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4/27 – Frank Kirkland on W.E.B. Du Bois and Brown v. Board of Education @ Brooklyn Public Philosophers
Apr 27, 2015 @ 7:00 pm - 8:30 pm| Free
It’s hard to find a civil, reason-based, and open-minded discussion about race. It’s hard to find such a discussion about public education. It’s harder to find such a discussion about race and public education.
On 4/27 at 7:00 P.M., Frank Kirkland (Hunter College / CUNY Graduate Center) will bring precisely that to Brooklyn Public Philosophers. Here’s a bit more about Dr. Kirkland’s talk, in his own words:
“W.E.B. Du Bois and Brown v. Board of Education”
Most people regard the 1954 Supreme Court decision in Brown v. Board of Education as symbolizing the meaning of racial equality and equal educational opportunity. They tend to take Brown as (1) granting legal authority to bring about racial integration and (2) forbidding compulsory racial segregation in public schools and thereby eliminating black schools.
Though he never rejected the decision outright, Du Bois was critical of Brown. His criticisms were focused not on (1), but on (2). His criticism of (2) relies on our understanding of the value and motivational force of who we each take ourselves to be in an egalitarian and pluralistic society. This criticism of Brown does not bind him, in all instances, to the position that single-race schools should be consciously and freely embraced; but it does bind him to that position if other schools violate rights and single-race schools do not.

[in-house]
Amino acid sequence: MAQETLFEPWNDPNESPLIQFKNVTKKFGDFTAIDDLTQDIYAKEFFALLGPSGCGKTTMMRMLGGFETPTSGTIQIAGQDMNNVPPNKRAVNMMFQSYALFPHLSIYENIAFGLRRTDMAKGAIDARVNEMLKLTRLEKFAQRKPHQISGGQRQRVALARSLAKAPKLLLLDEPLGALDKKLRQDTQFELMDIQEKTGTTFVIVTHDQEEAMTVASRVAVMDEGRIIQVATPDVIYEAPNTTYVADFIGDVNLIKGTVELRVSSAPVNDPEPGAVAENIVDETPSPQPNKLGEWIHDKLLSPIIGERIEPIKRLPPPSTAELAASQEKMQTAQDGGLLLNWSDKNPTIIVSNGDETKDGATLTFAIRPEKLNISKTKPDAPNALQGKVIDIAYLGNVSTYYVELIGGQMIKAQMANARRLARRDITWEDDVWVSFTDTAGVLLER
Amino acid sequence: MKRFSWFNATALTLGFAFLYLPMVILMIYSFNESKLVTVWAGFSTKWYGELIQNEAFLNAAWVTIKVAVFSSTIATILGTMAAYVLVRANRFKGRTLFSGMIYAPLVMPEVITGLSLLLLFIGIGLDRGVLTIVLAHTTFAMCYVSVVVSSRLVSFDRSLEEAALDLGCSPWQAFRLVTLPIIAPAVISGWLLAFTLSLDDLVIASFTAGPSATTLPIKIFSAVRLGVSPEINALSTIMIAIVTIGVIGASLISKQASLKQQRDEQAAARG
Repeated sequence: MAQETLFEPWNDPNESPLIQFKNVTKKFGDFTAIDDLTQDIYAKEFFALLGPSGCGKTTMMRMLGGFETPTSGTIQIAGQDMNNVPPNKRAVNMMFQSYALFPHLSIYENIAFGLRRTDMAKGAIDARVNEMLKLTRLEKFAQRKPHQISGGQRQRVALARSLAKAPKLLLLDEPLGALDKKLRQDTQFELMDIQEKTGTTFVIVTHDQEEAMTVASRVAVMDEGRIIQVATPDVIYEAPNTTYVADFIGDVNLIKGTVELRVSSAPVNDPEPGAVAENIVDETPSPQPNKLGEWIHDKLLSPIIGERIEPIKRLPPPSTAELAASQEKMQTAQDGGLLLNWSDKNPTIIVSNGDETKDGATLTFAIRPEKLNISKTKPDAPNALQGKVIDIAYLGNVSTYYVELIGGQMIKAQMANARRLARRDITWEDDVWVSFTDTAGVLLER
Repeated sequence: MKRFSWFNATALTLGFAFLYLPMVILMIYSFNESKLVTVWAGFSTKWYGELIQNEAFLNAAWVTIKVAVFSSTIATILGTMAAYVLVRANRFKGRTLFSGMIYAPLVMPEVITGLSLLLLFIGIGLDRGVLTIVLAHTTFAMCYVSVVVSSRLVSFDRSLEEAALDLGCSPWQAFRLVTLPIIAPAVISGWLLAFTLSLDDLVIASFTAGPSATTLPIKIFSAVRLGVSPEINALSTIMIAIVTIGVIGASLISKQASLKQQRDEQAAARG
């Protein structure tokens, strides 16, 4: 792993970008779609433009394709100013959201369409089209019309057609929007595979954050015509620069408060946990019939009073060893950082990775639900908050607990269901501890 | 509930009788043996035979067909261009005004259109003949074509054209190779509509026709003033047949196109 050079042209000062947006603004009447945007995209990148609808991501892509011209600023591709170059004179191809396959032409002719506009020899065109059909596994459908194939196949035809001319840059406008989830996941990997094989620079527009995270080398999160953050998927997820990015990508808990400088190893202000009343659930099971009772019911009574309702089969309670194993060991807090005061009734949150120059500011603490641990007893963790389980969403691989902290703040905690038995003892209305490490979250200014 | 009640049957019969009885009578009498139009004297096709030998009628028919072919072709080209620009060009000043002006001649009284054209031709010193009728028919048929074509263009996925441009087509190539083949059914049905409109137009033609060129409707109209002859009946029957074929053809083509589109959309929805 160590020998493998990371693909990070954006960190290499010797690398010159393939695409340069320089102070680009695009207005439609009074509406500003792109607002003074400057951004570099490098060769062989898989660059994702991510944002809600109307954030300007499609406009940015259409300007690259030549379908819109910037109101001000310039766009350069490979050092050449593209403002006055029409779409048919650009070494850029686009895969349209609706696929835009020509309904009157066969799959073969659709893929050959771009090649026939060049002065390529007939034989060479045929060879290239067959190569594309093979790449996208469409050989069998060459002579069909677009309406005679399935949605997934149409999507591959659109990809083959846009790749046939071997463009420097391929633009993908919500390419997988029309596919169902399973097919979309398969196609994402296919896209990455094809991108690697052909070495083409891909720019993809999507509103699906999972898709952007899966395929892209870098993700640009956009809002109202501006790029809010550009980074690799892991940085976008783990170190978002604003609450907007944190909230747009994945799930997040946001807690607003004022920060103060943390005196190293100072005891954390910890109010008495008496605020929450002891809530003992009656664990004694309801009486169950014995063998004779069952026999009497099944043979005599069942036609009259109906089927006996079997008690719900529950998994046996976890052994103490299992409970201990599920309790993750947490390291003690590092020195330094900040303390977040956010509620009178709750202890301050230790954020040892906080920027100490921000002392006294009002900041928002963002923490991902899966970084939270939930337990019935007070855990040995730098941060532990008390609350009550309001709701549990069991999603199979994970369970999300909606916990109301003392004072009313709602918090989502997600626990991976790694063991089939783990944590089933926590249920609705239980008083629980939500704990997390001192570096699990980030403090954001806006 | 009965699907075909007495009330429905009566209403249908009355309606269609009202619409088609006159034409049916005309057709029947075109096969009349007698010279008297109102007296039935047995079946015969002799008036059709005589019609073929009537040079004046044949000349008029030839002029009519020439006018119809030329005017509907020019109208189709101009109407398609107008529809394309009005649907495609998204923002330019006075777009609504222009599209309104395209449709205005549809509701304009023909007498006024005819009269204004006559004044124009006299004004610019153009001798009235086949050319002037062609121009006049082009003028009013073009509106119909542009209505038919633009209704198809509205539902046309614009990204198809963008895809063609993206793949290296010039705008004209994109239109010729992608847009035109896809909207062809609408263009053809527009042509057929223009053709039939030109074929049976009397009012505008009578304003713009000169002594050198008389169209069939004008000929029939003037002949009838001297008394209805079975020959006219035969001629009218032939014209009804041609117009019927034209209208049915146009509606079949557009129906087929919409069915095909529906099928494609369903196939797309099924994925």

Du Bois fervently opposed the view that black children developed sentiments of inferiority in all single-race or exclusively black schools. But he didn’t explain black children’s feelings of inferiority in terms of their educational need to be motivated and appreciated. Rather he gave a narrative of the experience of those exposed to the judgments of others when participating in the educational pursuit for approval. Human beings make this educational pursuit from a young age, which always involves a comparison with others.
Du Bois knew that such judgments can be not only inegalitarian, but inflammatory and demoralizing. But, I shall argue, Du Bois also knew that a more egalitarian education for black children – an education in which black children conceive of themselves as equal in moral standing to all others while seeking excellence and the concomitant esteem that comes in reaching what is sought – could come from a single-race or exclusively black school without perpetuating compulsory racial segregation.
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See you there, I hope!